Bridging is a forwarding technique used in packet-switched computer networks. Unlike routing, bridging makes no assumptions about where in a network a particular address is located.
Bridging is a forwarding technique used in packet-switched computer networks. Unlike routing, bridging makes no assumptions about where in a network a particular address is located. Instead, it depends on flooding and examination of source addresses in received packet headers to locate unknown devices. Once a device has been located, its location is recorded in a table where the source address is stored so as to avoid the need for further flooding. The utility of bridging is limited by its dependence on flooding, and is thus only used in local area networks.
Bridging generally refers to transparent bridging or learning bridge operation which predominates in Ethernet. Another form of bridging, source route bridging, was developed for token ring networks.
A network bridge connects multiple network segments at the data link layer (Layer 2) of the OSI model. In Ethernet networks, the term bridge formally means a device that behaves according to the IEEE 802.1D standard. A bridge and a switch are very much alike; a switch being a bridge with numerous ports. Switch or Layer 2 switch is often used interchangeably with bridge.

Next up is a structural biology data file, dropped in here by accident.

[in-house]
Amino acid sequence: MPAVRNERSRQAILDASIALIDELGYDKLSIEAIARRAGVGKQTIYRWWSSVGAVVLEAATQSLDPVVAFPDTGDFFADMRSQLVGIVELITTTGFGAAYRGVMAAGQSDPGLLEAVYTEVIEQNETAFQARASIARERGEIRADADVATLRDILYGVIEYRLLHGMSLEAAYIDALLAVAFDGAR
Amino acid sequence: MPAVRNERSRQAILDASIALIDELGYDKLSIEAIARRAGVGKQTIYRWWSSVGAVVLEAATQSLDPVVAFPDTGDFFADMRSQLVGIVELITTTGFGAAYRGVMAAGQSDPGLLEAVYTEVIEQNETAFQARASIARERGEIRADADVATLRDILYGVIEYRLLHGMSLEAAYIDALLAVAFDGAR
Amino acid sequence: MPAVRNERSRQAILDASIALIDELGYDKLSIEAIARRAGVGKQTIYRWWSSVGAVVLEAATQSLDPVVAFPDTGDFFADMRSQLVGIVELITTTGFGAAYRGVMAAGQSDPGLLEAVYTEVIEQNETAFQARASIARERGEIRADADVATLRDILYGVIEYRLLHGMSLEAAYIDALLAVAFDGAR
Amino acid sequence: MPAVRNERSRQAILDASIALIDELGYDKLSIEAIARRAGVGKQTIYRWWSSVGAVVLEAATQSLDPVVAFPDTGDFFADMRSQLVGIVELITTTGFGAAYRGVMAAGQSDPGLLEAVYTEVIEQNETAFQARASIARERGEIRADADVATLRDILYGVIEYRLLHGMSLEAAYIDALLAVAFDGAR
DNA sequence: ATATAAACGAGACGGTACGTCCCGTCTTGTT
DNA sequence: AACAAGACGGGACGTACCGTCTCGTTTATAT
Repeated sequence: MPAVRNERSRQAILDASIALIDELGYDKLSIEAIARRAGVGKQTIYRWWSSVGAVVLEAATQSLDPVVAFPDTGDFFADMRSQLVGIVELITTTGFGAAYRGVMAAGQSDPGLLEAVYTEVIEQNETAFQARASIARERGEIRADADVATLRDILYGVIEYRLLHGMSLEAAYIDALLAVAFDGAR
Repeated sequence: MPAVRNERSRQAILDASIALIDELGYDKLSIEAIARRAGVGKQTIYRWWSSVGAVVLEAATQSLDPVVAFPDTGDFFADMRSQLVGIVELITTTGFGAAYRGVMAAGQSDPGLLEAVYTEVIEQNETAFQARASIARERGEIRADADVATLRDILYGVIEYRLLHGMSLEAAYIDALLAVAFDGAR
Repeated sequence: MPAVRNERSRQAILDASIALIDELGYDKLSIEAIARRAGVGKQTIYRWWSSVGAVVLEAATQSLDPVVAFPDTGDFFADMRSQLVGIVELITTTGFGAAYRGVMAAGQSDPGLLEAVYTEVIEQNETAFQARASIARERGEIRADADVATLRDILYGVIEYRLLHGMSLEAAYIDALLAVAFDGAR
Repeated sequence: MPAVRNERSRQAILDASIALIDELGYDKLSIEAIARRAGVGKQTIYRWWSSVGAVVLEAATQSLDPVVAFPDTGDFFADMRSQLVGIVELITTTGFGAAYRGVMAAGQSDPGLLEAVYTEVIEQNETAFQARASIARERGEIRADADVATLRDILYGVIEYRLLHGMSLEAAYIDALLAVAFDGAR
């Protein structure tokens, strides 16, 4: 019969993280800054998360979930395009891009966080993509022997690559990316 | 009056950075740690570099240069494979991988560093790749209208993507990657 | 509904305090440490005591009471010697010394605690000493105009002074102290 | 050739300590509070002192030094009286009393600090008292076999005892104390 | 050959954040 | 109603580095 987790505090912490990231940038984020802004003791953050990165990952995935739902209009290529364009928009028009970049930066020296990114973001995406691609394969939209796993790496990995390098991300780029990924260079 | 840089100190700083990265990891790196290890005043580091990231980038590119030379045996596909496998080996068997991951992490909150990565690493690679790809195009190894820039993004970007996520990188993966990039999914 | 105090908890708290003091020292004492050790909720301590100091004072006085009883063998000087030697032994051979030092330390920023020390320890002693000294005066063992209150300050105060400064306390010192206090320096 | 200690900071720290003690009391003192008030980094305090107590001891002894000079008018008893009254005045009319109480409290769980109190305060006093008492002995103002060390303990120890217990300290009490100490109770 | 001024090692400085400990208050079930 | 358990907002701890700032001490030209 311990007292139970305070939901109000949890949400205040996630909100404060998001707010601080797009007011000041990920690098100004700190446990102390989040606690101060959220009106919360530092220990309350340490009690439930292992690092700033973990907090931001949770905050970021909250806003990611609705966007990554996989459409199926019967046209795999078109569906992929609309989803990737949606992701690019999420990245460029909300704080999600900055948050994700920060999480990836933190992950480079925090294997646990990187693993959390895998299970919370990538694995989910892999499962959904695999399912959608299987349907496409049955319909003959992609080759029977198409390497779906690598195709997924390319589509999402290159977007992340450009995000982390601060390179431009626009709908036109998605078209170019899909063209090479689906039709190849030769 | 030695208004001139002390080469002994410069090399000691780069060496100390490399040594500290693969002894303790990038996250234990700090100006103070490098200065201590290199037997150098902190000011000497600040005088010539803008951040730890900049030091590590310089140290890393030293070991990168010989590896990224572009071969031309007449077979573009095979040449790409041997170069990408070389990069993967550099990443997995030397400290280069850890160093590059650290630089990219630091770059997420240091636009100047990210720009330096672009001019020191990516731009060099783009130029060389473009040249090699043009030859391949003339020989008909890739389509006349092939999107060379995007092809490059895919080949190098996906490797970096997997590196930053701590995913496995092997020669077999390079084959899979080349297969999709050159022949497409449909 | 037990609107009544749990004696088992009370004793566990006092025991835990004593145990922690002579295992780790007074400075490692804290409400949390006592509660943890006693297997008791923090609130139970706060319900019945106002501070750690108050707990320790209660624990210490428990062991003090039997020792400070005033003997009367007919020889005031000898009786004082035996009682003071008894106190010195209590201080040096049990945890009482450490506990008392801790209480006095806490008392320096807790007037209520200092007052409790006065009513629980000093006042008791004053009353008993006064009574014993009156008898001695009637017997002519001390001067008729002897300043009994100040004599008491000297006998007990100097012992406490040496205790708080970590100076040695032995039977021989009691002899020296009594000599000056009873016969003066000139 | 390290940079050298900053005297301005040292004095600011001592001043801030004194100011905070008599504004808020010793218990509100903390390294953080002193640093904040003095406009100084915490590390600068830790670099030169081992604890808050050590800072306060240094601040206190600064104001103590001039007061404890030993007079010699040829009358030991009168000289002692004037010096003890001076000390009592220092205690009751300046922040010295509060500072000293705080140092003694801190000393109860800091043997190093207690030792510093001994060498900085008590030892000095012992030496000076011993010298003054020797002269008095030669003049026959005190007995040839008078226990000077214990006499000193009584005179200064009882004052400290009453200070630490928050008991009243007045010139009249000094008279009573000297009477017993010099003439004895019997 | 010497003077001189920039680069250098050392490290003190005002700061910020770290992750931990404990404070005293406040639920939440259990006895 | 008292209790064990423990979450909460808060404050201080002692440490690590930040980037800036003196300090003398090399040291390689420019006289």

Advantages of network bridges
- Simple bridges are inexpensive
- Isolate collision domains with microsegmentation
- Access control and network management capabilities
- Bandwidth scales as network grows
Disadvantages of network bridges
- Does not limit the scope of broadcasts
- Does not scale to extremely large networks
- Buffering and processing introduces delays
- A complex network topology can pose a problem for transparent bridges. For example, multiple paths between transparent bridges and LANs can result in bridge loops. The spanning tree protocol helps to reduce problems with complex topologies.